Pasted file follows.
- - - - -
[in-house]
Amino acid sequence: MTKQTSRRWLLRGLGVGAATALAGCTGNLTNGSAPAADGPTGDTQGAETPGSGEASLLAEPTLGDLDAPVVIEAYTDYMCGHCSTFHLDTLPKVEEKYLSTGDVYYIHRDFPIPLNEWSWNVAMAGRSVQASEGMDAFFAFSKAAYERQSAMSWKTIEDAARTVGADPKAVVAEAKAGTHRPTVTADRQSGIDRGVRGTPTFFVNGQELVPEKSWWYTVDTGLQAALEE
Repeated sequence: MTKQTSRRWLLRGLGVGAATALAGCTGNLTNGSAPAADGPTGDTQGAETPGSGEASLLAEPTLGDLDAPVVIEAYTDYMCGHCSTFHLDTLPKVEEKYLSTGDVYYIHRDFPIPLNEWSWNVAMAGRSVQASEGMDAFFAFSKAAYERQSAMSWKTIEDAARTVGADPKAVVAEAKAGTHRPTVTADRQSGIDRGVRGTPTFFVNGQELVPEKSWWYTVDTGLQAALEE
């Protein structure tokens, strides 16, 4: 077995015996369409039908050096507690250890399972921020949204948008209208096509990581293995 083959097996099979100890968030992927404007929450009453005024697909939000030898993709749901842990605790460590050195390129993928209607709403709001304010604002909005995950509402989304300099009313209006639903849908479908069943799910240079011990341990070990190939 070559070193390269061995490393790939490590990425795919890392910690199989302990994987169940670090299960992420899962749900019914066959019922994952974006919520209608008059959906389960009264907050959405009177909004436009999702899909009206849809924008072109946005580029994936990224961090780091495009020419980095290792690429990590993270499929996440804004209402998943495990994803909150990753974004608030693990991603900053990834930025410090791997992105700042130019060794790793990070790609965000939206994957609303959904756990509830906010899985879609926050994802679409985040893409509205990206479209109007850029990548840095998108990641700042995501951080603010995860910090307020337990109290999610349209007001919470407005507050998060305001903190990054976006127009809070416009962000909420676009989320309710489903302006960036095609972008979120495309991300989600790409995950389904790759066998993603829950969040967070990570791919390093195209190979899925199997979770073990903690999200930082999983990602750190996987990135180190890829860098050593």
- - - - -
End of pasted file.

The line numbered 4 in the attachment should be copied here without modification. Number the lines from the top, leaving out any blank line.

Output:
């Protein structure tokens, strides 16, 4: 077995015996369409039908050096507690250890399972921020949204948008209208096509990581293995 083959097996099979100890968030992927404007929450009453005024697909939000030898993709749901842990605790460590050195390129993928209607709403709001304010604002909005995950509402989304300099009313209006639903849908479908069943799910240079011990341990070990190939 070559070193390269061995490393790939490590990425795919890392910690199989302990994987169940670090299960992420899962749900019914066959019922994952974006919520209608008059959906389960009264907050959405009177909004436009999702899909009206849809924008072109946005580029994936990224961090780091495009020419980095290792690429990590993270499929996440804004209402998943495990994803909150990753974004608030693990991603900053990834930025410090791997992105700042130019060794790793990070790609965000939206994957609303959904756990509830906010899985879609926050994802679409985040893409509205990206479209109007850029990548840095998108990641700042995501951080603010995860910090307020337990109290999610349209007001919470407005507050998060305001903190990054976006127009809070416009962000909420676009989320309710489903302006960036095609972008979120495309991300989600790409995950389904790759066998993603829950969040967070990570791919390093195209190979899925199997979770073990903690999200930082999983990602750190996987990135180190890829860098050593």